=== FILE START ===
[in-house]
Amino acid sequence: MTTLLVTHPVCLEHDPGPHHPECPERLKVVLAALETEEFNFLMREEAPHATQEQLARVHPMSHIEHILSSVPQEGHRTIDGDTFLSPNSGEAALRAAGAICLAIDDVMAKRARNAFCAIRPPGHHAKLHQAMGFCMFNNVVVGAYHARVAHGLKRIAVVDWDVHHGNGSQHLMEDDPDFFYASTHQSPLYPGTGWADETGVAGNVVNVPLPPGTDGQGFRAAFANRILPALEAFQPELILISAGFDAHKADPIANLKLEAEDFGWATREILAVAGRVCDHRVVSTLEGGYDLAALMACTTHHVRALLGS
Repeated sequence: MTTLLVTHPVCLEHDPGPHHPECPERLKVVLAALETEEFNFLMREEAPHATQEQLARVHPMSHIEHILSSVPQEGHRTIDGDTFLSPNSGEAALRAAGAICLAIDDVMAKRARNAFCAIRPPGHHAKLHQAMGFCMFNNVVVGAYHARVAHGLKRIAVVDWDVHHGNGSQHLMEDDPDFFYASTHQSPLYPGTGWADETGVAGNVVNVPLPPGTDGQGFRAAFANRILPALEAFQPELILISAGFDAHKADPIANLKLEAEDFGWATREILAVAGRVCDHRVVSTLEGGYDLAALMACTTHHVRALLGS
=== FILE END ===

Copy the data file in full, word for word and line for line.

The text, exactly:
[in-house]
Amino acid sequence: MTTLLVTHPVCLEHDPGPHHPECPERLKVVLAALETEEFNFLMREEAPHATQEQLARVHPMSHIEHILSSVPQEGHRTIDGDTFLSPNSGEAALRAAGAICLAIDDVMAKRARNAFCAIRPPGHHAKLHQAMGFCMFNNVVVGAYHARVAHGLKRIAVVDWDVHHGNGSQHLMEDDPDFFYASTHQSPLYPGTGWADETGVAGNVVNVPLPPGTDGQGFRAAFANRILPALEAFQPELILISAGFDAHKADPIANLKLEAEDFGWATREILAVAGRVCDHRVVSTLEGGYDLAALMACTTHHVRALLGS
Repeated sequence: MTTLLVTHPVCLEHDPGPHHPECPERLKVVLAALETEEFNFLMREEAPHATQEQLARVHPMSHIEHILSSVPQEGHRTIDGDTFLSPNSGEAALRAAGAICLAIDDVMAKRARNAFCAIRPPGHHAKLHQAMGFCMFNNVVVGAYHARVAHGLKRIAVVDWDVHHGNGSQHLMEDDPDFFYASTHQSPLYPGTGWADETGVAGNVVNVPLPPGTDGQGFRAAFANRILPALEAFQPELILISAGFDAHKADPIANLKLEAEDFGWATREILAVAGRVCDHRVVSTLEGGYDLAALMACTTHHVRALLGS